Do federal district courts retain jurisdiction to reconsider after issuing a remand order?
By Yvette Ostolaza and Daniel Driscoll
Removal to federal court can be a hotly contested procedural step during litigation as clients sometimes prefer federal court for a variety of procedural and legal reasons. Given the potential advantages, defendants frequently seek to remove civil lawsuits filed in state court to a federal forum. Still, it is by now axiomatic that federal courts “possess only that power authorized by Constitution and statute,” and generally presume “that a cause lies outside this limited jurisdiction.”1 Given these well-established limitations, district courts scrutinize removal applications closely and do not hesitate to remand actions lacking the requisite jurisdictional hook. Moreover, the federal remand statute, 28 U.S.C. § 1447, limits the ability to appeal a potentially unfavorable remand order—a notably harsh approach in light of the outsized role forum considerations play in shaping the course of subsequent litigation. While conventional wisdom suggests a district court’s decision to remand an action is virtually unchallengeable, uncertainty remains over whether a district court can reconsider a remand pursuant to Rule 59(e) of the Federal Rules of Civil Procedure. In certain circumstances, therefore, quickly filing a motion for reconsideration could allow a second chance at securing a place in federal court following an initial rejection.
While 28 U.S.C. § 1447(d) provides that “[a]n order remanding a case to the State court from which it was removed is not reviewable on appeal or otherwise,” directly precluding appellate review of remand orders falling within its purview, the statute does not address the issue of reconsideration by the district court. Still, courts that have considered the question have generally concluded that Section 1447(d) applies equally to district courts, effectively barring reconsideration of remand orders.2
Authority is divided, however, over whether the provisions of Section 1447(d) are triggered by the entry of the remand order or by the district court clerk actually mailing a certified copy of the order to the state court.3 The U.S. Court of Appeals for the 5th Circuit has generally adopted the latter position and held that “[t]he federal court is completely divested of jurisdiction once it mails a certified copy of the [remand] order to the clerk of the state court.”4 Still, this issue has yet to be conclusively determined, and counsel seeking reconsideration of a remand order has, at the least, a colorable basis to argue that until a certified copy of the remand order has been provided to the clerk of the state court, the district court retains a jurisdictional basis to reconsider its order.
Moreover, putting this jurisdictional issue aside, Section 1447(d) does not apply to actions removed “pursuant to section 1442 or 1443 of this title.” Section 1442 applies generally to the removal of suits against federal officers or agencies, see 28 U.S.C. § 1442, and Section 1443 applies to the removal of civil rights cases.5 Additionally, Section 1447(d) only applies when the remand order is based on one of the criteria specified in Section 1447(c), i.e., “lack of subject matter jurisdiction or defects in removal procedure.”6 That is, Section 1447(d)’s “bar on reviewability is not applicable where the district court remands a case on grounds other than those authorized by § 1447(c).”7 Accordingly, given the relatively narrow reach of Section 1447(d), the statute may not even apply to exclude reconsideration in the first instance.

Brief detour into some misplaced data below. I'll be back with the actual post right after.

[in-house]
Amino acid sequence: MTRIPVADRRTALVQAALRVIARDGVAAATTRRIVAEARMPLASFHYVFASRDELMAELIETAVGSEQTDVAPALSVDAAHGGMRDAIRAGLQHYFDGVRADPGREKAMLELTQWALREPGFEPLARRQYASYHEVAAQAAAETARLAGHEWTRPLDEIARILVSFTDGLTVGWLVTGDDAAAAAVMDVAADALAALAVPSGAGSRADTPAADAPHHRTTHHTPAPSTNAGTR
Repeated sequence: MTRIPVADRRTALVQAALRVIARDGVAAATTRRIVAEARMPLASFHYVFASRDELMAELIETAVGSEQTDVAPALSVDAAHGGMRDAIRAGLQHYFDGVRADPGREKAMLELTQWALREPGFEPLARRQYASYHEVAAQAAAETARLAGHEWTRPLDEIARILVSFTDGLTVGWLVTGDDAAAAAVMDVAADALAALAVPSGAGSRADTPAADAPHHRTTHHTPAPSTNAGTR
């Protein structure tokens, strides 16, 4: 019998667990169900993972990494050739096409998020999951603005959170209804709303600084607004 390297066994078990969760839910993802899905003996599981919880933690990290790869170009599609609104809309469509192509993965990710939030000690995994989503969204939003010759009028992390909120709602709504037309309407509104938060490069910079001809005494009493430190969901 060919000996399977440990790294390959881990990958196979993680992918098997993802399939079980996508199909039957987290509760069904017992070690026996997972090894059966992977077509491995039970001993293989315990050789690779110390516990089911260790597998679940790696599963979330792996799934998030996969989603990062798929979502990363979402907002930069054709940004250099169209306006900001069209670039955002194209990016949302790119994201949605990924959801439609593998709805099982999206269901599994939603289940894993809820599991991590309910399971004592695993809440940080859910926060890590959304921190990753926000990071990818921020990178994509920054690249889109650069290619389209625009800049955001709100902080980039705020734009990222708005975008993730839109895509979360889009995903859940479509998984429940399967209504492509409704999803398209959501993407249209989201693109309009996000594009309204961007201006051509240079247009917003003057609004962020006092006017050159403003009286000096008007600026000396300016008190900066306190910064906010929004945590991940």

While litigants commonly assume that a district court’s decision to
remand an action to state court is virtually unchallengeable, a careful
examination of Section 1447(d) in conjunction with the jurisdictional
limits of federal court reveals that a remand decision is not as
inviolable as it might first appear. Indeed, Section 1447(d)’s reach is
surprisingly narrow as the bar it imposes on review applies only to
particular categories of cases and to remand orders based on particular
grounds. To the extent that a remand order is not based on a specified
category, or the litigation falls into an exempt class of cases, Section
1447(d) will likely not apply and the district court’s order is properly
subject to both direct appeal and to reconsideration. Additionally,
uncertainty persists among the circuits regarding the precise moment
that a district court loses jurisdiction over the remanded proceeding.
It remains, at the least, arguable that an alert litigant could request
reconsideration before the district court is divested of jurisdiction
and the restraints of Section 1447(d) are triggered in the first
instance. While the doctrinal contours of this area of law continue to
evolve, litigants should carefully evaluate the strategic options
available to them at every stage of the case. An initially unfavorable
decision might not be as forbidding as it first appears. TBJ
YVETTE OSTOLAZA is the managing partner of Sidley Austin’s Dallas office, a member of the firm’s Management and Executive Committees, and co-head of Sidley Austin’s global litigation practice. She focuses on commercial litigation and leads complex internal investigations on behalf of companies, board committees, and individual directors and defends companies and directors in shareholder and securities class actions. Ostolaza can be reached at firstname.lastname@example.org.
DANIEL DRISCOLL is a Dallas associate of Sidley Austin’s Complex Litigation and Disputes practice.